But mostly, dear reader, we ate. We didn’t waste a scrap of any of that food we made for Thanksgiving itself. It fed us in one incarnation or another for four days and nights and two more days, and then on the fifth and sixth nights, we dined with Brendan’s grandmother and aunt and her family, who have a house nearby: bison ribs at the nearby inn, pork tenderloin with mushrooms at their house, rich delicious food we gobbled up as if we were starving, which we patently were not. Our last lunch before we drove away yesterday was chicken soup with parmesan-herb-black pepper crackers I’d made, and that was the end of all that food. I felt a perverse sense of accomplishment, almost as if we’d returned safely from a mountain-climbing expedition, battling high winds and oxygen deprivation, except that, of course, we’d just eaten the mountain instead.

Being sick and tired of eating is a conundrum for people who live to eat. It’s like losing our identity, our direction. We’re rudderless, adrift. Last night we went out for the lightest meal we could envision: a huge fresh simple salad with sesame dressing, and then a bowl of white rice with raw fish and delicately cut-up vegetables. But the sodium content of the tamari was so high, we both slept like crap and felt like we’d drunk a bucket of seawater.

So for the foreseeable future, it’s gonna be nothing but simple, easy, low-stress food around here. This morning, I boiled some Yukon Gold potatoes, which I’ll slice and serve with one poached egg each. Forget lunch entirely. There we go! Late breakfast, early supper, cut out the whole tedious third meal, and voila, a sort-of fast, if you squint hard and think about it.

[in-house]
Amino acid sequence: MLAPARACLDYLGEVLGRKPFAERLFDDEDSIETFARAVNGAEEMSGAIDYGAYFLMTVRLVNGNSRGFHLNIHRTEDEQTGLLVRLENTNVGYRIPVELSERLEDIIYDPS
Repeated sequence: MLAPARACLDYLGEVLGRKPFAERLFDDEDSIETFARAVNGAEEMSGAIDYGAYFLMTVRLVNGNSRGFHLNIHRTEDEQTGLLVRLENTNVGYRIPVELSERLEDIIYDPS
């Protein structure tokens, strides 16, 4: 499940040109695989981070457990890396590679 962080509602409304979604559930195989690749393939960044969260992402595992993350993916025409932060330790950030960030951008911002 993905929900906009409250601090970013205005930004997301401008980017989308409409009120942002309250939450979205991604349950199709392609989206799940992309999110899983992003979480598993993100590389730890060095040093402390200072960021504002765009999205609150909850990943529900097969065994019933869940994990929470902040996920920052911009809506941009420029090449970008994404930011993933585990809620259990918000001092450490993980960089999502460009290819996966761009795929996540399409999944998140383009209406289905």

Tomorrow, oatmeal with wild blueberries, then clear herb-filled broth with vegetables and chicken or fish. The next day, a piece of whole-grain bread with goat cheese, then a lemony, chickeny Greek rice soup. And the next day, maybe a breakfast of a cut-up apple with peanut butter, then after dark, a small mound of wild rice with a vegetable stew with some grated parmesan and pine nuts on top. Not too much wine: a glass, then a cup of peppermint tea.

And a few five-mile runs, lots of Pilates, Dingo’s daily walks on the Eastern Prom…

Maybe some day I’ll be excited about food again, in some dim far-off future. Probably by this weekend.

About Kate Christensen

eater, citizen, enthusiast, curmudgeon
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11 Responses to I have stocked my heart like an icy Frigidaire

  1. Tara Shea says:

    I love your love affair with food. Just like a love affair with a human, it ebbs and flows in these gorgeous, multi-faceted, combo-emotional ways. I’m lucky all my fiction-writer friends knew who you were before you came to ODU. I of course listened like a good word-and-food-lover and followed suit. Love this, love Blue Plate Special, and after I finish grading freshman papers, I’m gonna love all your fiction. And I’m also going to make a roast chicken with bacon on top. Yessir.